When you start a new job, it's natural to want to make a great impression on your new boss and co-workers. Eager to impress, you might volunteer to stay late or take on extra assignments during your first few weeks — only to find that your colleagues now expect you to keep performing at that level.
"As the 'new kid,' one can quickly be the dumping ground for new projects," said Parker Lee, principal at Compass52 design consultancy and co-author of "The Art of Opportunity" (Wiley, 2016). "The biggest challenge I have seen for new employees is the tendency to say 'yes' to every request. This points to the need to set up clear goals, objectives and activities [at the start] of a new job."
It's great to hit the ground running, but setting boundaries and expectations early on will keep you from burning out too quickly. Here's how to (politely) get co-workers to respect your time and energy while still showing that you are enthusiastic about contributing to the team. [See Related Story: Starting a New Job? Don't Wait to Make a Good Impression]
Decide how you want to "blend" your time
Before the days of Wi-Fi and smartphones, "work" and "home" boundaries were a lot clearer — you either stayed late at the office, or sat down at home after-hours to do paperwork or make phone calls. Today, it's a lot more complex than that, said organizational psychologist Michael "Dr. Woody" Woodward.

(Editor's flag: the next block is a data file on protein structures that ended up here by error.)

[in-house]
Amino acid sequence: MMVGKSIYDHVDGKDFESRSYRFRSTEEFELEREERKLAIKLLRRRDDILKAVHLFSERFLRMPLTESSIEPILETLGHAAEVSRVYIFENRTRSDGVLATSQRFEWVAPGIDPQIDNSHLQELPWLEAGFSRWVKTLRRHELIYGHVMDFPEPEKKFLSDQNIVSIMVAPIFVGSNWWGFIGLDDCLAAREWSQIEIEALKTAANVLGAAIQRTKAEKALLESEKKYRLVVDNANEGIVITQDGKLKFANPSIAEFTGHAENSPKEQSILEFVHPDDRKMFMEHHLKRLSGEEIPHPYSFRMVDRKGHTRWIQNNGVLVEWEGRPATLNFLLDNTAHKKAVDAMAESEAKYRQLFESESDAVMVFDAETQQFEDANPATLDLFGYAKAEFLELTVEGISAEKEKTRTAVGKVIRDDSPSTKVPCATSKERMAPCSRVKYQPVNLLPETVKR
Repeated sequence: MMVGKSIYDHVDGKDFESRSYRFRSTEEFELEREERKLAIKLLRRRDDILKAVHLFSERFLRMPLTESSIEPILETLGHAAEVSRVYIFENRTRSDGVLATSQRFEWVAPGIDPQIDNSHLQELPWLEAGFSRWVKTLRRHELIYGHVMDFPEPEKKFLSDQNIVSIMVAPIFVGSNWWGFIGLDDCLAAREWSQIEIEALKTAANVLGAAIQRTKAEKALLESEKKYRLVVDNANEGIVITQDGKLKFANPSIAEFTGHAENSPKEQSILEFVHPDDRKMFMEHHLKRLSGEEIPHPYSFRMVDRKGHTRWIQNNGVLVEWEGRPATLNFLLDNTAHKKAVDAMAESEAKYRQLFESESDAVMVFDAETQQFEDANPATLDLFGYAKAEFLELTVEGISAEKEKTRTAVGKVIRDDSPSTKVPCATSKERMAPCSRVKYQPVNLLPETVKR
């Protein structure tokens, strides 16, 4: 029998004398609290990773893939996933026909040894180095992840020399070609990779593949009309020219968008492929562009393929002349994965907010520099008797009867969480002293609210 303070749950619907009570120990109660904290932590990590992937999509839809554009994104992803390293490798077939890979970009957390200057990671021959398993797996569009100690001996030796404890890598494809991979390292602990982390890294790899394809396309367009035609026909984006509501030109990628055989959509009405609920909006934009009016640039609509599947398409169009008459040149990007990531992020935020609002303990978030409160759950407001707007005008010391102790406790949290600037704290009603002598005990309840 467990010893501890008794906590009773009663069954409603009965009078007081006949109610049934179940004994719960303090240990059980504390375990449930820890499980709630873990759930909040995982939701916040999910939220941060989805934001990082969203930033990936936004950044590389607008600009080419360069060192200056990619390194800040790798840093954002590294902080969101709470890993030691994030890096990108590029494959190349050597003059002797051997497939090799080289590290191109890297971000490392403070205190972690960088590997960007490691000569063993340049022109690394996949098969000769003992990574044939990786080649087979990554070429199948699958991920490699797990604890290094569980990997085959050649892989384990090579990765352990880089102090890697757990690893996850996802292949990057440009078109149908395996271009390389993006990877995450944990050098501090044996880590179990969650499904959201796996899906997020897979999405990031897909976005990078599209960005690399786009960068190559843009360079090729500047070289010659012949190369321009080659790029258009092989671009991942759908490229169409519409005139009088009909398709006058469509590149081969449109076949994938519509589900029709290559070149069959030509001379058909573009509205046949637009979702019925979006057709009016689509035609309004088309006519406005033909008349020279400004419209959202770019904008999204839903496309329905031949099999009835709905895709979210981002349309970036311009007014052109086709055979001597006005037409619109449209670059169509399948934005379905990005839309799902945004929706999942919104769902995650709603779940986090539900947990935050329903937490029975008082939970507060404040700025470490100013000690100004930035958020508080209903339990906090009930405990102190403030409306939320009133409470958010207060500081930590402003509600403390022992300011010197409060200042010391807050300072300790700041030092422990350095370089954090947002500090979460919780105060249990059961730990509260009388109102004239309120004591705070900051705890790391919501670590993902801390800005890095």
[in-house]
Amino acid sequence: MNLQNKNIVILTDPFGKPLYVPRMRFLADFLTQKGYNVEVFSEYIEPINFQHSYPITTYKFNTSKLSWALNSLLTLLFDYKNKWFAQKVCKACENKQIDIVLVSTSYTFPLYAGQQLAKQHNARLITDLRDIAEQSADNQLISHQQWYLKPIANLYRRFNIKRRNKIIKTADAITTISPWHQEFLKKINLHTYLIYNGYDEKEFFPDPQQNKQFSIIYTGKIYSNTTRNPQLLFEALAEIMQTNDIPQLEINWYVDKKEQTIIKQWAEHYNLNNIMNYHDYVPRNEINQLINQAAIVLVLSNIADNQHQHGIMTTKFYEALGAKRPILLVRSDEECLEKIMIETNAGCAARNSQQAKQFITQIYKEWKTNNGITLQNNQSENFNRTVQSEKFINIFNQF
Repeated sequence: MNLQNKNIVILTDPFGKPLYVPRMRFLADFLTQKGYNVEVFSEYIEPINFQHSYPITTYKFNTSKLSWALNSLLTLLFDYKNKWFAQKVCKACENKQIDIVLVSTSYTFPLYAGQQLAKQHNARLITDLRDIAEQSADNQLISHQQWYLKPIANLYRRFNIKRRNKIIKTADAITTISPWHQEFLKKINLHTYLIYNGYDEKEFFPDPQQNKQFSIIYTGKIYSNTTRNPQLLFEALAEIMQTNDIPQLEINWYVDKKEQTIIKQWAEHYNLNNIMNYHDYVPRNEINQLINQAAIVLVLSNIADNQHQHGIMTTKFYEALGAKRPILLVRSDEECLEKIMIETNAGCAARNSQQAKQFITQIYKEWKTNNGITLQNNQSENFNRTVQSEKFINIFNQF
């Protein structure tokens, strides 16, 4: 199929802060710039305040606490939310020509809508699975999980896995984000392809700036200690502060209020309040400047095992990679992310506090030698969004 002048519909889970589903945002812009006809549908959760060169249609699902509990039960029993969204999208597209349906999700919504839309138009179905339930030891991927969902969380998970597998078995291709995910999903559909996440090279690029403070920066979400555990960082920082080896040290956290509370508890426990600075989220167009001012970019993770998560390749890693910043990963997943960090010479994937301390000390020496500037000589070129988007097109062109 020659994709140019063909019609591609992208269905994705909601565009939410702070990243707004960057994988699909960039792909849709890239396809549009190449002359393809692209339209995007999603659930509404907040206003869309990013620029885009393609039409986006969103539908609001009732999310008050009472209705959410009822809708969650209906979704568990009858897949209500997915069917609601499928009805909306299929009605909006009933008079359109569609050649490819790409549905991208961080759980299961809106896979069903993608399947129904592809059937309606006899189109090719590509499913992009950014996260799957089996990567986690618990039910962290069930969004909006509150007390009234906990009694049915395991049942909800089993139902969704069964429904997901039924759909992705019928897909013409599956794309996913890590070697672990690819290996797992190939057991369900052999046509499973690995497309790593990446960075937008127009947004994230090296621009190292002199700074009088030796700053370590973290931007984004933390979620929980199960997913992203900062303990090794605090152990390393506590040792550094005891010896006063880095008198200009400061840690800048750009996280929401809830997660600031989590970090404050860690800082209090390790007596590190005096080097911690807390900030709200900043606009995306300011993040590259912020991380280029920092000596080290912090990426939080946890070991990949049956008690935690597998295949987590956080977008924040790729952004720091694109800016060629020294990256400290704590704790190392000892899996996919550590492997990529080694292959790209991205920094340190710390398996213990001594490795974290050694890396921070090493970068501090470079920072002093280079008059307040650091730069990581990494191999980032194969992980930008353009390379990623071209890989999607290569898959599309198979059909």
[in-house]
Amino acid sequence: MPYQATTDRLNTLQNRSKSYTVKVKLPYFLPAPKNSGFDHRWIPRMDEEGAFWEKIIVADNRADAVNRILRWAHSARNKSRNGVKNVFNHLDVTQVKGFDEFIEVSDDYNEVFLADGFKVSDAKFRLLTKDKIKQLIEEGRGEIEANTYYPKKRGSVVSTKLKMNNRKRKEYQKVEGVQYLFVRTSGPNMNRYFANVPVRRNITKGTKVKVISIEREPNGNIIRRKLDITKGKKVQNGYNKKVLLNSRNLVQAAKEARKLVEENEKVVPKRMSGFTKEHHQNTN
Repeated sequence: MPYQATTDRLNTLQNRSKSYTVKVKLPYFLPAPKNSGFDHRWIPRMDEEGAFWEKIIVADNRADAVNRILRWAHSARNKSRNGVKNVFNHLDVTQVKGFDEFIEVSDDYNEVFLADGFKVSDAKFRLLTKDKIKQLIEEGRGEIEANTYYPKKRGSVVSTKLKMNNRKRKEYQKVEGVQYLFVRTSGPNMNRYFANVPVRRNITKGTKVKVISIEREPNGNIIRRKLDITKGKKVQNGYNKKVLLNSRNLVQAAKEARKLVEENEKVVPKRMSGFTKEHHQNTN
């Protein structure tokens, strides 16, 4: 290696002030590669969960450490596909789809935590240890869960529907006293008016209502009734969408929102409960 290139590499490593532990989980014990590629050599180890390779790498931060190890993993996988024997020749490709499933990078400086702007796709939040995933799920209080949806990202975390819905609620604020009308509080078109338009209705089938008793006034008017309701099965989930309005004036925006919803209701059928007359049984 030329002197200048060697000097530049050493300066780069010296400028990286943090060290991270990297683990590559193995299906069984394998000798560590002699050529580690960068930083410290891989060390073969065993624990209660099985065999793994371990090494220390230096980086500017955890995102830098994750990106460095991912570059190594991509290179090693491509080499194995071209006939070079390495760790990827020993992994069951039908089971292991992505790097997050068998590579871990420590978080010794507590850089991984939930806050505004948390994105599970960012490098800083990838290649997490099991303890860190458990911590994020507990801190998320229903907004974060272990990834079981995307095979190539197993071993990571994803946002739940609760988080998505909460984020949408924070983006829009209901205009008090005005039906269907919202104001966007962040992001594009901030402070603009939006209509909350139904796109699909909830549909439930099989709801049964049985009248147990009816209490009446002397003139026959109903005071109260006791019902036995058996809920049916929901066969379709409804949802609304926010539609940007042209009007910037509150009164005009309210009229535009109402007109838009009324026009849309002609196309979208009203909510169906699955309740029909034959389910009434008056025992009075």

"The proliferation of mobile technology and social media has changed our expectations about availability, particularly when it comes to work and kids," Woodward told Business News Daily. "We are constantly connected and thus always available — something every boss, employee and client knows."
Rather than achieving true work-life "balance," it's more about determining how to blend your time, Woodward said. Before you can communicate your personal boundaries to your new colleagues, you need to figure out for yourself how much time and energy you're willing to commit to your job outside your expected working hours.
"Whether you are a full-time parent, small business operator or corporate commando, it's likely you spend a good portion of your time monitoring texts, emails and social media," he said. "We live in a globally wired world, where the expectation is that if you have a mobile device, you are available. It's up to you to take responsibility, set boundaries and unplug when you are with your family."
"Think about why you left your last job or position as a starting point for you to understand the importance of [boundaries]," said Samantha Lambert, director of human resources at Blue Fountain Media. "Set your own boundaries and expectations when you start a new job or position so that you have a standard or tone in place from the get-go."
Be as transparent as possible
Your colleagues and boss don't need to know exactly where you are every minute you're out of the office, but giving general timelines and explanations regarding your "unavailability" will let your team know you're not just trying to shirk your responsibilities to the company. For example, you could note in your calendar that you are not available before 8 a.m. because you're getting your kids ready for school, or you're unavailable after 7 p.m. because you have a fitness class, Lambert said.